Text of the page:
Purpose: The aim of the study is to assess and quantify the effectiveness of interbody lordotic cages applied by trans-psoas approach to improve radiographic parameters, showing the differences between completely mini-invasive and hybrid approach. Methods: We collected data of 65 patients affected by degenerative lumbar deformity/diseases and underwent mini-invasive lateral interbody fusion followed by percutaneous (group A, completely mini-invasive) or open (group B, hybrid) posterior instrumentation. A subgroup underwent anterior column realignment (ACR). We assessed statistical differences in preoperative and postoperative (at least 6-month) coronal and sagittal parameters, and disc angle (DA) at each level of cage application. Results: 107 lordotic cages were implanted. Group B had the most significant mean changes, especially in coronal Cobb angle, sagittal vertical axis, lumbar lordosis (LL), pelvic incidence-LL mismatch and DA. Concerning DA, at each level of lordotic cage application, in group A changed from −2.9° preop to −6.5° postop (p = 0.01); in group B, DA changed from −2.6° to −9.5° (p = 0.002) and from +1° to −13.2° in patients underwent ACR. Conclusions: Minimally invasive lateral lumbar interbody fusion is an effective technique in improving sagittal parameters. When combined with posterior open approach and/or application of ACR procedure greater corrections are possible.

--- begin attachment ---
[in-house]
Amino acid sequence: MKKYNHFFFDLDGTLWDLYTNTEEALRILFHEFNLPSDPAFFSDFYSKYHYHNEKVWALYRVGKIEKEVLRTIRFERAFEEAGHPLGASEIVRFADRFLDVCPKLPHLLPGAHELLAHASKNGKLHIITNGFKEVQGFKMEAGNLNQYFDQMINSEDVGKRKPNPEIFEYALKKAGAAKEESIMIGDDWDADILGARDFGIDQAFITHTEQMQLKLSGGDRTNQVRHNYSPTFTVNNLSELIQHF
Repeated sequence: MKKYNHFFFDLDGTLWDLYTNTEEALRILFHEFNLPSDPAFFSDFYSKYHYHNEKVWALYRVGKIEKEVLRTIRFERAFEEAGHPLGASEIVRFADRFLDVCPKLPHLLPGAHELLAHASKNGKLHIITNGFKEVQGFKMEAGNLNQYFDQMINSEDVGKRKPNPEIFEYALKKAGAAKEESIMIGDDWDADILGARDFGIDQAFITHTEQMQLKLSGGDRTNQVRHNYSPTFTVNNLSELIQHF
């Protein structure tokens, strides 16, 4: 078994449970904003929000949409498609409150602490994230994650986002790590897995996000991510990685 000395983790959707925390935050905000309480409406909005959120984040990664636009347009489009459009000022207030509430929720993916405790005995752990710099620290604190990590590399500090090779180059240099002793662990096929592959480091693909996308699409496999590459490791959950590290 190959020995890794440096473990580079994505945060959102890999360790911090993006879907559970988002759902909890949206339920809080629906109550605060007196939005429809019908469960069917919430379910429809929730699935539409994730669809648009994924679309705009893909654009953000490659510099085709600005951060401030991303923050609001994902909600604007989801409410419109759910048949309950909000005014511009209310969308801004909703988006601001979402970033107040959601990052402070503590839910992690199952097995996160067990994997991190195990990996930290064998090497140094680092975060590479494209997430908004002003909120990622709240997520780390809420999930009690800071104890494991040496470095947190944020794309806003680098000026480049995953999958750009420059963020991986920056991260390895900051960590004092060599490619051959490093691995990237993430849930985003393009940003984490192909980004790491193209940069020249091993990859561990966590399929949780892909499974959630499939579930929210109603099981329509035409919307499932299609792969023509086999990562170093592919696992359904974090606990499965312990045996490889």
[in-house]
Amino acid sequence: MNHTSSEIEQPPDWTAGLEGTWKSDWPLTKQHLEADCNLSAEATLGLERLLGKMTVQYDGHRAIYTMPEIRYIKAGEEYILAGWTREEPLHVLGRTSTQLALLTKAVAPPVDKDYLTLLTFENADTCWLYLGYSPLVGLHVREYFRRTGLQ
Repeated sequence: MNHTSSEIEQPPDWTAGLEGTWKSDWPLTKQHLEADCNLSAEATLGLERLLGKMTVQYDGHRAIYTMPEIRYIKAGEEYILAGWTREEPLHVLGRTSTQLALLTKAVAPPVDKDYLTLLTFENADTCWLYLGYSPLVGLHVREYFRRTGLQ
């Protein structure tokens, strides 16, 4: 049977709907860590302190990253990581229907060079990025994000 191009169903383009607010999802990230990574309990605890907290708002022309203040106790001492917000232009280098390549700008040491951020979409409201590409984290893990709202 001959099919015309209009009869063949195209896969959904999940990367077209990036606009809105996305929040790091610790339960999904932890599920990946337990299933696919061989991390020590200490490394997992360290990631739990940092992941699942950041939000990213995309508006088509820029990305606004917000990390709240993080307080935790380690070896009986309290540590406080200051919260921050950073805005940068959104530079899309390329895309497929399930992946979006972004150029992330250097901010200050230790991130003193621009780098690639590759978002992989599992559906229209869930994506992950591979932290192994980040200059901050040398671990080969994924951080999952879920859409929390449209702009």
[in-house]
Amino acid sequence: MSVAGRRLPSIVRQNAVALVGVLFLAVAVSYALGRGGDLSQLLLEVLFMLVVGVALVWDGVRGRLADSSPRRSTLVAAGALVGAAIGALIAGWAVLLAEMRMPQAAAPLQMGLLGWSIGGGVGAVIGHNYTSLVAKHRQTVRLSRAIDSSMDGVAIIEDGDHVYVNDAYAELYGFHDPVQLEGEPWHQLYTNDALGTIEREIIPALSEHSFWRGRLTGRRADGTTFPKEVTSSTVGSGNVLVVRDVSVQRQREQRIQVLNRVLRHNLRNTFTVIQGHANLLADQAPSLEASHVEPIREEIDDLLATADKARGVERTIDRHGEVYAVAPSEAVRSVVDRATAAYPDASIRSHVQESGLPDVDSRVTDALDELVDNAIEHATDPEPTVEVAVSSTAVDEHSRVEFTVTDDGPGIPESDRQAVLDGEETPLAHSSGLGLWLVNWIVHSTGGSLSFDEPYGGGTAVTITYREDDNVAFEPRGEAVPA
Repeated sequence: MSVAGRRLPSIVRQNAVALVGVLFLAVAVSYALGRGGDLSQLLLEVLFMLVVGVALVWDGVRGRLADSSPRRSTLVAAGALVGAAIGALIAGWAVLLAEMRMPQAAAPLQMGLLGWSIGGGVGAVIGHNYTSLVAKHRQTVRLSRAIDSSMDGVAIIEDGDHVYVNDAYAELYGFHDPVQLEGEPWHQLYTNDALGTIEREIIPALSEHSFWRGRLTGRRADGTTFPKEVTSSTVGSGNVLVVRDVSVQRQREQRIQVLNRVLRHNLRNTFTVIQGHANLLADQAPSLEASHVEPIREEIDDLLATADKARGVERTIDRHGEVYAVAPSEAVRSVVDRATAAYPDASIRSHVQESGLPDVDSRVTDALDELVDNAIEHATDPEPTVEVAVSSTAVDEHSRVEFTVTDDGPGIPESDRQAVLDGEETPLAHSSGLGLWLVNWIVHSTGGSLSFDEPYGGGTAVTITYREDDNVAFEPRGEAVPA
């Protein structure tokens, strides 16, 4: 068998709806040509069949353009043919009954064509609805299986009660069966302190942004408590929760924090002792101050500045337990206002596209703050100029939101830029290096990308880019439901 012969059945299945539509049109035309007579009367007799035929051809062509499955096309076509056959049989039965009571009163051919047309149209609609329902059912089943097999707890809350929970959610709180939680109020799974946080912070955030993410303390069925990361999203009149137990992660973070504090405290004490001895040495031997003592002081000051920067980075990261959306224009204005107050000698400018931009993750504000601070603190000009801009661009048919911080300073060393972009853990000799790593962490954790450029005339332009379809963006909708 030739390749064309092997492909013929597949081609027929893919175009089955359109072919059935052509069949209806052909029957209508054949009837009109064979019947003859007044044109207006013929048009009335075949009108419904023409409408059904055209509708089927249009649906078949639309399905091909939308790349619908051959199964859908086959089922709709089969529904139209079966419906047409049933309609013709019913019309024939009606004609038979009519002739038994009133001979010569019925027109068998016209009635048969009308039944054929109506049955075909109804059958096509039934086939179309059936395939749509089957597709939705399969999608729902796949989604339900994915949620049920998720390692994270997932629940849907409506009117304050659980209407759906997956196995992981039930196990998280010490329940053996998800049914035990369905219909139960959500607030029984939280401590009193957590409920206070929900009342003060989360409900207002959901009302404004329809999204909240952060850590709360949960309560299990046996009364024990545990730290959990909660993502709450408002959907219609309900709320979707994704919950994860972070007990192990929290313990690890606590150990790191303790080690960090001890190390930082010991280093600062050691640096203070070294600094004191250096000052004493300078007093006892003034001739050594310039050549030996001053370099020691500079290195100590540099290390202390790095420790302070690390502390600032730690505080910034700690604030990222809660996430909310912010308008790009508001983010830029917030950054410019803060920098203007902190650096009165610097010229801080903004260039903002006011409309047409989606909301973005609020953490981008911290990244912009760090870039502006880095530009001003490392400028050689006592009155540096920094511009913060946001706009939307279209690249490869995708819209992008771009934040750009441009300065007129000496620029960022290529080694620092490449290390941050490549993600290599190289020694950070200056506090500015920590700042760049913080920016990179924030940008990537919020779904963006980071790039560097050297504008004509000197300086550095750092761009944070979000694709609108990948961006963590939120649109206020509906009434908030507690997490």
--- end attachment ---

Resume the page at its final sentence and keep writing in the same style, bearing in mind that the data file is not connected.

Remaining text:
- Adult spinal deformity
- Lateral trans-psoas interbody fusion
- Lordotic cages
- Spino-pelvic parameters
ASJC Scopus subject areas
- Orthopedics and Sports Medicine